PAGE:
Last week I wrote about proposed legislation, being considered for endorsement by the North Dakota Republican Party, which if passed would end North Dakota’s open primary system.
Senator Heidi Heitkamp has a lot of money left over from her unsuccessful 2018 campaign.
The North Dakotans for Public Integrity, an ostensibly local front group for left wing interests funded by big donations from Hollywood activists , was successful in getting Measure 1 approved on the statewide ballot last month.
A couple of days ago my colleague Robin Huebner reported a story about a 12-year-old Fargo girl Sylvia Peach Leiviska who shot a 600-pound wildebeest during a trip to South Africa. The hunt took place on a game preserve. None of the animals there are endangered. In fact, most of them are bred specifically to be hunted.
As we head into another one of North Dakota’s notoriously unpredictable winters, school closures because of inclement weather will be much on our minds. But with school closures come make up days, which see schools opening when they’d be normally closed in order to meet state requirements for instruction time. It’s a drag, but a couple of Republican lawmakers from the Jamestown area think they might have a solution, and they’re submitting it as legislation for the upcoming 2019 session starting next year.
“North Dakota collected $750,000 more in new online sales taxes since late June, when the Supreme Court ruled states could require online retailers to collect and remit their sales taxes,” my colleague Helmut Schmidt reported over the holiday break . His article casts this number in a positive light. Certainly the people quotes are happy about it.
Over the years I have often heard North Dakota politicos of the Republican persuasion joke that if the Democrats in our state aren’t going to use their party for anything meaningful it ought to be taken over by conservatives, leaving us with a political divide between conservative and moderate Republicans. State Rep. Rick Becker, a Republican from Bismarck and the leader of what he calls the Bastiat Caucus of libertarian-minded Republican lawmakers, considered turning that old saw into a reality this legislative session. Sort of.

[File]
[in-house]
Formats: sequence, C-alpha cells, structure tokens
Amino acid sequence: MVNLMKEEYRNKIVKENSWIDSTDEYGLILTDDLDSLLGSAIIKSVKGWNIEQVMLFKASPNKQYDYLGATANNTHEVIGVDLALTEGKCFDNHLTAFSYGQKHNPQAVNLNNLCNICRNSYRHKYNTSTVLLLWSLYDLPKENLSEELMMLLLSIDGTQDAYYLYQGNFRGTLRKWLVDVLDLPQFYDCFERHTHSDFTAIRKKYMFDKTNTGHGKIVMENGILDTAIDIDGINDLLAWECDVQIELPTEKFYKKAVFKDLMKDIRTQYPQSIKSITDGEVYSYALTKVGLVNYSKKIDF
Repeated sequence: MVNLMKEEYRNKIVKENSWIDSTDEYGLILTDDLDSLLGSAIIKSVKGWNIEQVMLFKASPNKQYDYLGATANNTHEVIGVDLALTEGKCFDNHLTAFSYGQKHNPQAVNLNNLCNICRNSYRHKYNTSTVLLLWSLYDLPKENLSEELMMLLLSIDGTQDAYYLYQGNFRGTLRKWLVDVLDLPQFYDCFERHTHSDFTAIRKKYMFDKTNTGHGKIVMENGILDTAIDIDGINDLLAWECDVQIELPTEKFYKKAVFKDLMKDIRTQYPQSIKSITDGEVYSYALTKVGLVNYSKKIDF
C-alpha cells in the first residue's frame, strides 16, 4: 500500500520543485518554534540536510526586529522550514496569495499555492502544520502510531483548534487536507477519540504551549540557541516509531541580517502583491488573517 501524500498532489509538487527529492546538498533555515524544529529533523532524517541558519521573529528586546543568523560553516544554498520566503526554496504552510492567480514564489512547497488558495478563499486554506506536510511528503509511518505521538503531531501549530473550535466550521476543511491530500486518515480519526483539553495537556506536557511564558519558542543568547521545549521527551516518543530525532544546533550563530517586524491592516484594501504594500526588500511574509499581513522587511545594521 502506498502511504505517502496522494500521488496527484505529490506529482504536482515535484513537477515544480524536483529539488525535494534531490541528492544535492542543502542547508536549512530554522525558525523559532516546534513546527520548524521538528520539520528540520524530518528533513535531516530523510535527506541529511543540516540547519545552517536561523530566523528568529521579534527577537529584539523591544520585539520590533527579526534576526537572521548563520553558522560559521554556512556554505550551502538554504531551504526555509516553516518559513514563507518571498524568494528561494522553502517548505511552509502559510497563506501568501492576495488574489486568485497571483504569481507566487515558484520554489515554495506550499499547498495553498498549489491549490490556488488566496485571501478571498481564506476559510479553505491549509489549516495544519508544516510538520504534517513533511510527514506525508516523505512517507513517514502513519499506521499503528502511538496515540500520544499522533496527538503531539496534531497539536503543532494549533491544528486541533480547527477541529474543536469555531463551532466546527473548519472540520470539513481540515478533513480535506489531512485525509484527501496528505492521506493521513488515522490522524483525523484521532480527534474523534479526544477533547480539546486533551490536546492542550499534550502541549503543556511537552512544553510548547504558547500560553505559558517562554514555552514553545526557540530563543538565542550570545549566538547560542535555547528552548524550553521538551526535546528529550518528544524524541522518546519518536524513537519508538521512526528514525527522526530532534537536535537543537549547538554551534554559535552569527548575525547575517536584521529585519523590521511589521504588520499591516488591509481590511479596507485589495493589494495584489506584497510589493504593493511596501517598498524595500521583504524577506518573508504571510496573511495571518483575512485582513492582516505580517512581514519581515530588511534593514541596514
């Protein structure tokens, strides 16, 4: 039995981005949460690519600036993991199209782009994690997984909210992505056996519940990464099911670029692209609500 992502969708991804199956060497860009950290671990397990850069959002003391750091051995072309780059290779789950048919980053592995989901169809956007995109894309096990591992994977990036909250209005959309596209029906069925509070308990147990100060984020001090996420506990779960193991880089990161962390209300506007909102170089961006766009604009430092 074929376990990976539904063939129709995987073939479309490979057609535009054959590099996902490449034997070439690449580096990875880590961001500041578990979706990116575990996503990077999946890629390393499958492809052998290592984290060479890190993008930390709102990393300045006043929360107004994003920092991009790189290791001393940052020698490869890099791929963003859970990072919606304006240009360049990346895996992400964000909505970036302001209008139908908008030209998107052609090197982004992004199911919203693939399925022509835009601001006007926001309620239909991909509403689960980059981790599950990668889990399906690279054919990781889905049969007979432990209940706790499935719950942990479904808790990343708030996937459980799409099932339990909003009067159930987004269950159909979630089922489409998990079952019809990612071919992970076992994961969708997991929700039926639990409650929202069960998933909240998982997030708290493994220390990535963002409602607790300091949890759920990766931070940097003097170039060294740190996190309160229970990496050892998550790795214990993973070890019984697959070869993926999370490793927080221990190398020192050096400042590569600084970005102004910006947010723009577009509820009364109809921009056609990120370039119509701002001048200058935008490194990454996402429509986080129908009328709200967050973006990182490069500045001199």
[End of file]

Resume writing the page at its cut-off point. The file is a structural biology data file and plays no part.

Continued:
Despite it being a terrible (and blatantly unconstitutional, in many regards) proposal, North Dakota voters approved Measure 1 in the election last week. I believe the measure should be immediately challenged in court , but probably before that can happen the Legislature has some work to do. Because in many areas the ballot measure’s language requires that the Legislature implement its directions as statute.
Much of the turmoil in North Dakota’s university system in recent years has been a product of the struggle by the State Board of Higher Education, and the Legislature, to get the state’s 11 public campuses to work together as a unified system. The NDUS is addled by parochialism, particularly at the largest institutions in Fargo and Grand Forks where arrogant administrators backed by powerful alumni and large hometown legislative delegations have consistently defied unity efforts.
Kylie Oversen, candidate for Tax Commission and erstwhile chair of the North Dakota Democratic Party, has made a lot of hay on the campaign trail over her opponent’s struggles with alcohol. She’s run two ads attacking incumbent Republican Ryan Rauschenberger’s arrest for driving under the influence of alcohol last year. Here’s the first one, which was posted online about a month ago. It features actual video from the arrest: